Property providers are not trying to ruin your chance to see the Isla Vista sunset from a great spot or sun yourself high in the sky by disallowing you to hang out on the roof. They are protecting you (from falling off) and protecting themselves (from you falling off and suing them and damaging the roof itself). Rooftops are not meant to be used as social gathering places (they can’t handle a lot of foot traffic or weight) so it is appropriate for a landlord or property manager to include in their lease that this is disallowed. Your property provider (or the police!) can certainly give you a warning or two to stop the behavior, as it is a breach of your contract (and dangerous). If the behavior is continued, they could potentially give you a 3-day notice for breach of contract if the violation is substantial enough or charge you for damages caused by you and your lawn chair. Don’t risk your life and limbs or your lease — there are so many other beautiful places meant for gathering and sunbathing in Isla Vista and the surrounding Santa Barbara area.
How many bugs are too many bugs? Our house has lots of crawlers but we don’t want to go through the hassle of getting it tented unless it’s totally necessary.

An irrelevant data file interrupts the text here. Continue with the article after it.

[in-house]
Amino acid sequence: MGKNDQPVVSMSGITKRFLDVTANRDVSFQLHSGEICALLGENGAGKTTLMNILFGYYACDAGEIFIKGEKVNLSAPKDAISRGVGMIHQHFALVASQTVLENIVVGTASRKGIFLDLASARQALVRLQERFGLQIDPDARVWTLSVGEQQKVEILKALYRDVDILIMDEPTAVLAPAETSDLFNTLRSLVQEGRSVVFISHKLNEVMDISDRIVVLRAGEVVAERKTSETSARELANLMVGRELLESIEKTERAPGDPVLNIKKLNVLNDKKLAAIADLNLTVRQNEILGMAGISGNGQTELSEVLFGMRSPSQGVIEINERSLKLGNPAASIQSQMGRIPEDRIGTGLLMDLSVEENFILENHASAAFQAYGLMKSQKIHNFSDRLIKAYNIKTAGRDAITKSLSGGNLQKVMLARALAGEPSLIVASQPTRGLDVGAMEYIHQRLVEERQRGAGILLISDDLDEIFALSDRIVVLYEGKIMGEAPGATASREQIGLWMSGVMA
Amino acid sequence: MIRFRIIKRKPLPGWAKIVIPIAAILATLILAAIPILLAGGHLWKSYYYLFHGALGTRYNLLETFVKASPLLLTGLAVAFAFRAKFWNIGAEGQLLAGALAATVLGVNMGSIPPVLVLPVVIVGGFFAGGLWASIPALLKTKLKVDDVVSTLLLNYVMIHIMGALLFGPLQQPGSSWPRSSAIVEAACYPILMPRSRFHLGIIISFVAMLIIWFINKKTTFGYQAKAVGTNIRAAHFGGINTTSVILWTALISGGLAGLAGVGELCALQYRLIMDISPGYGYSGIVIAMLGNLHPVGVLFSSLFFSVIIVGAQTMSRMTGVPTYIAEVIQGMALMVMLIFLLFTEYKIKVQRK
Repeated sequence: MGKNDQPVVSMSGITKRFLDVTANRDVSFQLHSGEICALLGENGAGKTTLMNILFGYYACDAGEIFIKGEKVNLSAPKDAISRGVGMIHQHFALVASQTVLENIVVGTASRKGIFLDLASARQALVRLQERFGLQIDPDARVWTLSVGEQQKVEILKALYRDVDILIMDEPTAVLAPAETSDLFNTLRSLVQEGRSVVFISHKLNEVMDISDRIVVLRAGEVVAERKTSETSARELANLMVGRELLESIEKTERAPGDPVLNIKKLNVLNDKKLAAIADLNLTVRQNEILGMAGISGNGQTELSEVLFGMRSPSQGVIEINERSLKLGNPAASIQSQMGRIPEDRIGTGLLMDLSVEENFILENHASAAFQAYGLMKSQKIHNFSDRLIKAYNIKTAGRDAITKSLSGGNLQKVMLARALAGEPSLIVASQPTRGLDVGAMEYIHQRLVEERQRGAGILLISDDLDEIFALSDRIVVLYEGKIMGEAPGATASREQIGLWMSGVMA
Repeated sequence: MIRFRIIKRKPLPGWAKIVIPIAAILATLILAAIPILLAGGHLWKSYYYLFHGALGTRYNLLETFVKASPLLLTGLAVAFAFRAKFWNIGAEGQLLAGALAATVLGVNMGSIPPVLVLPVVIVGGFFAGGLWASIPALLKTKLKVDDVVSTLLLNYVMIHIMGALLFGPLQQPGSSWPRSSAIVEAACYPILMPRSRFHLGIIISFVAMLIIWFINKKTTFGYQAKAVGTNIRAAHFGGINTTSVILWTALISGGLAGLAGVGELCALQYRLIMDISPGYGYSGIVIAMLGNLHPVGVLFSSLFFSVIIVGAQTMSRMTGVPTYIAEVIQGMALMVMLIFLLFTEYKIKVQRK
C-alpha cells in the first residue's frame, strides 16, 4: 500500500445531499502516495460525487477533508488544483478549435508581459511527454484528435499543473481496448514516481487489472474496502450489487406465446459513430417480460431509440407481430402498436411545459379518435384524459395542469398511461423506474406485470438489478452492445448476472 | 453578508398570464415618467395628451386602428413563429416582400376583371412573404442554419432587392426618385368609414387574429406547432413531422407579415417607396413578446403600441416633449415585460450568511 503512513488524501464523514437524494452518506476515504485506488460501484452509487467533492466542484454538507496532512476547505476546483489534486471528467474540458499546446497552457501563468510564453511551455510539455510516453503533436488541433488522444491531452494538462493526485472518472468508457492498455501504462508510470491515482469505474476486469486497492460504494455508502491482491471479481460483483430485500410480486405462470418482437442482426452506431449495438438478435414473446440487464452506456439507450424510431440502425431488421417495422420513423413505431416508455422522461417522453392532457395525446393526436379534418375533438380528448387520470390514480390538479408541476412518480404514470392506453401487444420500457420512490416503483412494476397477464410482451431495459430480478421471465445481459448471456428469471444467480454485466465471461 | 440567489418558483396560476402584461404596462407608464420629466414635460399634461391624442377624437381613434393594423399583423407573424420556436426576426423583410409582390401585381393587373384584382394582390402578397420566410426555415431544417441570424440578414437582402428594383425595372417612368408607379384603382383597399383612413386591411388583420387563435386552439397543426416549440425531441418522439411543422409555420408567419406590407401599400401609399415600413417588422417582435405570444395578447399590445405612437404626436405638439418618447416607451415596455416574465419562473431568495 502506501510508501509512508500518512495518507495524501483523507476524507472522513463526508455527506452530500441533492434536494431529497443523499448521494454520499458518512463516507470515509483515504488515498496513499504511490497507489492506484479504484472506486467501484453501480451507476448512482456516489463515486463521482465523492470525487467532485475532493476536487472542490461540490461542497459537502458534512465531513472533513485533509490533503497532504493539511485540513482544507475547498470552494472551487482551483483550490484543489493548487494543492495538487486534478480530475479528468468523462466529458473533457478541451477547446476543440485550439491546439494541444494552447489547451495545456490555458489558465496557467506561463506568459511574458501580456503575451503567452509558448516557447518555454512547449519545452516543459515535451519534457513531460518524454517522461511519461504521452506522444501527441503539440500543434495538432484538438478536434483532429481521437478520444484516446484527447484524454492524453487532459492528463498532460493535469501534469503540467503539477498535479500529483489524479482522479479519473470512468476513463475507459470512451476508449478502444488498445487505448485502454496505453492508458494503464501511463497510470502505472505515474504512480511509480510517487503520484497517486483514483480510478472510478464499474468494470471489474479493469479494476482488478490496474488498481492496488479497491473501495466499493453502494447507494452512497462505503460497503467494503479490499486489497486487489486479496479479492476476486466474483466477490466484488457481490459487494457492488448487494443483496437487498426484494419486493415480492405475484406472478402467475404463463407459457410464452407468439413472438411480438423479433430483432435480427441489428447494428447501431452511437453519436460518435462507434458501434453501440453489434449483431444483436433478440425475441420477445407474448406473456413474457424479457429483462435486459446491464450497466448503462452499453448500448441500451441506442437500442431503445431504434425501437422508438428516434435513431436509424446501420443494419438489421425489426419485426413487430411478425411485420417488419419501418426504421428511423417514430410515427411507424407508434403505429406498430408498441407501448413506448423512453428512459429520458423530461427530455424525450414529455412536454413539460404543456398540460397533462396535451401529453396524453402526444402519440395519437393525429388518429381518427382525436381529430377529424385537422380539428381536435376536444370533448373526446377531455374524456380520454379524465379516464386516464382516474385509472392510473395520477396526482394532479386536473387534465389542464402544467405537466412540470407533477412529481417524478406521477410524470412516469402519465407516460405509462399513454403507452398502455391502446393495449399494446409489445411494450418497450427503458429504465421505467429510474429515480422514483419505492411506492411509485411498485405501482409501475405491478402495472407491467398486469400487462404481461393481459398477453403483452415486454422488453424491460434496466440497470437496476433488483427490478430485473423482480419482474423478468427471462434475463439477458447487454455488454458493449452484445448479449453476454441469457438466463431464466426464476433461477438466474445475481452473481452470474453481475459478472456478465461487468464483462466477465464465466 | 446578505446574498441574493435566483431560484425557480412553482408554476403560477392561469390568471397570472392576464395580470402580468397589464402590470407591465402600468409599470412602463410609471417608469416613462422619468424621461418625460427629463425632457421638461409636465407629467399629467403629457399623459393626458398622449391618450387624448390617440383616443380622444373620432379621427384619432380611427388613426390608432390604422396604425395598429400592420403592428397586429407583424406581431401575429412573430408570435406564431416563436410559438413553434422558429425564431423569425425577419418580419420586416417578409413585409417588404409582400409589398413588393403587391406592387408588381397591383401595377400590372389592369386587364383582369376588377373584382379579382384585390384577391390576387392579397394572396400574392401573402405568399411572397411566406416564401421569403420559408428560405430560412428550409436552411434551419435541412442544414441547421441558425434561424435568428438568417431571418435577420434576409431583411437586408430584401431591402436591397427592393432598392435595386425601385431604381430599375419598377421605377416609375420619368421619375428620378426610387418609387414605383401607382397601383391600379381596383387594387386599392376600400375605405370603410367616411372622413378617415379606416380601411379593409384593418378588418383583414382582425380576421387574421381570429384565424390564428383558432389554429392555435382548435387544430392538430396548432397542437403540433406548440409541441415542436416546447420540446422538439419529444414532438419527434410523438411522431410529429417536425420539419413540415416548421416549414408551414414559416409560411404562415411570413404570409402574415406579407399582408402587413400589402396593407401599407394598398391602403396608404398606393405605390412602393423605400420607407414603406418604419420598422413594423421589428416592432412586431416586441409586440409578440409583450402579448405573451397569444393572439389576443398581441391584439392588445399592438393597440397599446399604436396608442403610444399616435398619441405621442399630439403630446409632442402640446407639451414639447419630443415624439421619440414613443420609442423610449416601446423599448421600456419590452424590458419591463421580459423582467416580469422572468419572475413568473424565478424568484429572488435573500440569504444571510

First of all, make sure your house is clean and your stuff is put away since bugs are drawn to trash and leftover smelly food (plus, this is one of your responsibilities in keeping your rental habitable!). Secondly, use bug spray in and around your rental where you see bugs. If you notice an obvious hole or crevice where they are coming in or don’t have a screen covering your windows, submit a written maintenance request to your landlord for repairs. If all your attempts at keeping your rental clean and bug-free fail, submit a note to your landlord requesting they check out the buggy situation. You are entitled, according to California Civil Code section 1941.1, to “clean and sanitary buildings, grounds and appurtenances (for example, a garden or detached garage), free from debris, filth, rubbish, garbage, rodents and vermin.” Your property provider may need to send over an exterminator or maintenance person to see where the creepy-crawlies are finding their way in and spray with stronger chemicals. The cleaner your house is when this happens, the better, so that the property manager doesn’t try to hold you responsible. Typically a place won’t get tented unless the situation is really bad or many apartments have bugs and individual extermination treatments aren’t working. Having trouble getting a response from your property provider? Log onto CHO’s advising page (www.housing.ucsb.edu/chohelp.htm) for a speedy answer from our housing experts.